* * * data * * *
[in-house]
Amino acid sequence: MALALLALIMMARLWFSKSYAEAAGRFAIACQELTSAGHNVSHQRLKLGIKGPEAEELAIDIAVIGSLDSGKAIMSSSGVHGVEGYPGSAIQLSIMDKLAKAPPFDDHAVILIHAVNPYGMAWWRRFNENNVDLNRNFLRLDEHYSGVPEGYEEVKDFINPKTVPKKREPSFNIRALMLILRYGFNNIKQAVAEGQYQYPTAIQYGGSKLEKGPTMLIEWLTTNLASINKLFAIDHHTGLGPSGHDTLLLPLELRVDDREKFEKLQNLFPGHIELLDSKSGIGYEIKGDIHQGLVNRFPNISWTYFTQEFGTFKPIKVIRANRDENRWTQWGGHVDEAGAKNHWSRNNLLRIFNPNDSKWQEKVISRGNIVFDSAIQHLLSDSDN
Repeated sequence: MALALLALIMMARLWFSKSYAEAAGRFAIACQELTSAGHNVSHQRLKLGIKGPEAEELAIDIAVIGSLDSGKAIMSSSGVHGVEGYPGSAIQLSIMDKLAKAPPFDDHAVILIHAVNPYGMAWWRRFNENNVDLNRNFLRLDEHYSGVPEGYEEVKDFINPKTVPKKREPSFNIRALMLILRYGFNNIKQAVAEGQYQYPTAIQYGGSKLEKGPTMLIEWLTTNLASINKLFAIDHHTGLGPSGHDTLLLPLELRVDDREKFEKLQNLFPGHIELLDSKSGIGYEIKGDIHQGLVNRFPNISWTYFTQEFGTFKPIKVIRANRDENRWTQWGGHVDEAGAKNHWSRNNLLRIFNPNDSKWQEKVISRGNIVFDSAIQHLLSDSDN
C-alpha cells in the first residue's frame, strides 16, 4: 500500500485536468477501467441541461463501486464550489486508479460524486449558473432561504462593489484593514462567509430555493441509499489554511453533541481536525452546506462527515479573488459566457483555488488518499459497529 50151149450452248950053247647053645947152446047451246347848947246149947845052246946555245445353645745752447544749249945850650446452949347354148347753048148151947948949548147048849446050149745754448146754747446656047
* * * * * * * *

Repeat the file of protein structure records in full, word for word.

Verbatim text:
[in-house]
Amino acid sequence: MALALLALIMMARLWFSKSYAEAAGRFAIACQELTSAGHNVSHQRLKLGIKGPEAEELAIDIAVIGSLDSGKAIMSSSGVHGVEGYPGSAIQLSIMDKLAKAPPFDDHAVILIHAVNPYGMAWWRRFNENNVDLNRNFLRLDEHYSGVPEGYEEVKDFINPKTVPKKREPSFNIRALMLILRYGFNNIKQAVAEGQYQYPTAIQYGGSKLEKGPTMLIEWLTTNLASINKLFAIDHHTGLGPSGHDTLLLPLELRVDDREKFEKLQNLFPGHIELLDSKSGIGYEIKGDIHQGLVNRFPNISWTYFTQEFGTFKPIKVIRANRDENRWTQWGGHVDEAGAKNHWSRNNLLRIFNPNDSKWQEKVISRGNIVFDSAIQHLLSDSDN
Repeated sequence: MALALLALIMMARLWFSKSYAEAAGRFAIACQELTSAGHNVSHQRLKLGIKGPEAEELAIDIAVIGSLDSGKAIMSSSGVHGVEGYPGSAIQLSIMDKLAKAPPFDDHAVILIHAVNPYGMAWWRRFNENNVDLNRNFLRLDEHYSGVPEGYEEVKDFINPKTVPKKREPSFNIRALMLILRYGFNNIKQAVAEGQYQYPTAIQYGGSKLEKGPTMLIEWLTTNLASINKLFAIDHHTGLGPSGHDTLLLPLELRVDDREKFEKLQNLFPGHIELLDSKSGIGYEIKGDIHQGLVNRFPNISWTYFTQEFGTFKPIKVIRANRDENRWTQWGGHVDEAGAKNHWSRNNLLRIFNPNDSKWQEKVISRGNIVFDSAIQHLLSDSDN
C-alpha cells in the first residue's frame, strides 16, 4: 500500500485536468477501467441541461463501486464550489486508479460524486449558473432561504462593489484593514462567509430555493441509499489554511453533541481536525452546506462527515479573488459566457483555488488518499459497529 50151149450452248950053247647053645947152446047451246347848947246149947845052246946555245445353645745752447544749249945850650446452949347354148347753048148151947948949548147048849446050149745754448146754747446656047